Virtual Christianity: Potential and Challenge for the Churches
Author: Jean-Nicolas Bazin, Jerome Cottin
Publisher: Geneva, Switzerland: World Council of Churches, 2003
Review Published: October 2005
Virtual Christianity: Potential and Challenge for the Churches is translated from the original French (Vers un christianisme virtuel? Enjeuz et defies d'Internet) and is a European-flavored publication of the World Council of Churches. The text addresses contemporary issues regarding the work of the church in a post-modern culture applicable to faith groups worldwide and to both professionals and laity. The book is aimed at uninformed ministry professionals who have little exposure to the new forms of technology (exclusively the Internet) and the accompanying issues, but who desire to become better informed practitioners.
The physical nature of the text invites a quick-read in that it is a very handy 7 1/2 by 4 3/4 and fits easily into one's hands as the reader engages 122 pages of material by way of six chapters and four appendices. The cover is attractive and intriguing as it juxtaposes the text of Scripture in front of a computer screen, and that is the crux of the book -- how does one maintain adherence to the "old" while adapting to the "new"?
The project rests under the symbol (actually appearing on the cover) of the Greek concept of Oikoumene, which means to inhabit. In essence, how do humans inhabit the material nature of the human condition while at the same time seeking to live out the spirituality of their faith in the context of new technology? Interestingly, the authors set up the conflicting notions of how to handle the issues in an idealistic and humanistic (spiritual) manner while offering a practical and pragmatic (material) approach to technology. Given the context of the World Council of Churches, Bazin and Cottin suggest that the use of new technology by the church (broadly defined) allows for an ecumenical ideal to develop regarding the use of new communication technology to advance its earthly purpose.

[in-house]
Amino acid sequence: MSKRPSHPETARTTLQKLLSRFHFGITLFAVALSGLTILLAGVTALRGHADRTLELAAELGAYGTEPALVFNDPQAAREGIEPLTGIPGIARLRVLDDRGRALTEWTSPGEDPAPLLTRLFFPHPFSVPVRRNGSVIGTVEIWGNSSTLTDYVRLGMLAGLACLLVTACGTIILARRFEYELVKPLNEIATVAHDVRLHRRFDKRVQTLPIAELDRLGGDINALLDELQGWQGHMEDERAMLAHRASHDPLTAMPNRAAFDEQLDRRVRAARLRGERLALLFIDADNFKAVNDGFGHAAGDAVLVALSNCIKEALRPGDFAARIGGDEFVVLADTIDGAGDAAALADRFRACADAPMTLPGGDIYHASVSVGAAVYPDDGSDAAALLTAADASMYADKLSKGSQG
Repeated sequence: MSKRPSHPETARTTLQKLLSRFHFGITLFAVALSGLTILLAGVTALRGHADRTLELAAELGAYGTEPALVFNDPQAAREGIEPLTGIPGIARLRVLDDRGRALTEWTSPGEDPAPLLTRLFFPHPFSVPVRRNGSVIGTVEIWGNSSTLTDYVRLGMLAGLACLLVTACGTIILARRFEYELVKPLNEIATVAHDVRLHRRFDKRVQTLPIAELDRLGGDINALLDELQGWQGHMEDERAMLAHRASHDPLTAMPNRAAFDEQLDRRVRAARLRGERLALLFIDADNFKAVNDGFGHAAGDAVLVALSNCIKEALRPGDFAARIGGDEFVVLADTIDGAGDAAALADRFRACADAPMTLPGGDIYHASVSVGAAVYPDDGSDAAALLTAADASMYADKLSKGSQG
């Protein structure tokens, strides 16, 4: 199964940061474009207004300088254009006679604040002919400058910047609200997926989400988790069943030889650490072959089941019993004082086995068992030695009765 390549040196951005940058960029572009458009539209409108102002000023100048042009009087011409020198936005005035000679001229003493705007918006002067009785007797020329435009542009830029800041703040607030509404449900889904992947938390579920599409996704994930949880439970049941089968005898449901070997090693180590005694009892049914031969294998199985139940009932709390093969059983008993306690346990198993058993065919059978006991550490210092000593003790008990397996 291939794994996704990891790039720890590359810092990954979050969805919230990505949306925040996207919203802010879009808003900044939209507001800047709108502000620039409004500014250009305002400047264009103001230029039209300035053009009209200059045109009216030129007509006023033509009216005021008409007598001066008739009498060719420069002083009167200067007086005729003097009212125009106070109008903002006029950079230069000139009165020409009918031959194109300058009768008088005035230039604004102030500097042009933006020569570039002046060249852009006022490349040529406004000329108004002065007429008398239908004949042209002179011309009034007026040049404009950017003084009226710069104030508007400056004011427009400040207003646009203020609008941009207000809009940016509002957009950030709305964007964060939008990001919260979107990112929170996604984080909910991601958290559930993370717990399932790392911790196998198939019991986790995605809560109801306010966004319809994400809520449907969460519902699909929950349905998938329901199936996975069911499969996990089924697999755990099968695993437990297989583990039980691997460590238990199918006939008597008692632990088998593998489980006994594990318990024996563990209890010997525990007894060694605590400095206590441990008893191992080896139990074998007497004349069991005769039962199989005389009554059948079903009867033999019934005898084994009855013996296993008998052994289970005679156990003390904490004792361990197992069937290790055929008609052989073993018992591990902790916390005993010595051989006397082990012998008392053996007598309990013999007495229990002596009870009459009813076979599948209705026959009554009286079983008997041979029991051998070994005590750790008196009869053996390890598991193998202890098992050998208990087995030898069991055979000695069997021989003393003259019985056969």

Chapter one, "The Internet and How to Use It," begins the work by defining the Internet and how one is able to use this marvelous new technology in both personal and professional applications. A list of a number of ways the church is using the Internet is offered as well as a brief consideration of some the limitations and dangers of using this technology in performing functions of the faith. The church has dealt with the advent of new technologies (printing press, telephone, and television, to name three) and many of those technological functions have a parallel with the latest technology (Internet). This line of thought is important as one juxtaposes the new world available through the use of communication technology with the historical witness of the church in contemporary culture. With that as context, the authors tend to view the impact of the Internet on the church as being revolutionary and not evolutionary. I suggest that this frame of understanding serves a disservice to the sorts of conclusions reached by the authors. During the first pages, the authors raise a number of ethical issues worthy of consideration. Nevertheless, the challenge is clear -- how does the church interact with the Internet? That question is foundational to chapter one and certainly a line of inquiry worth exploring.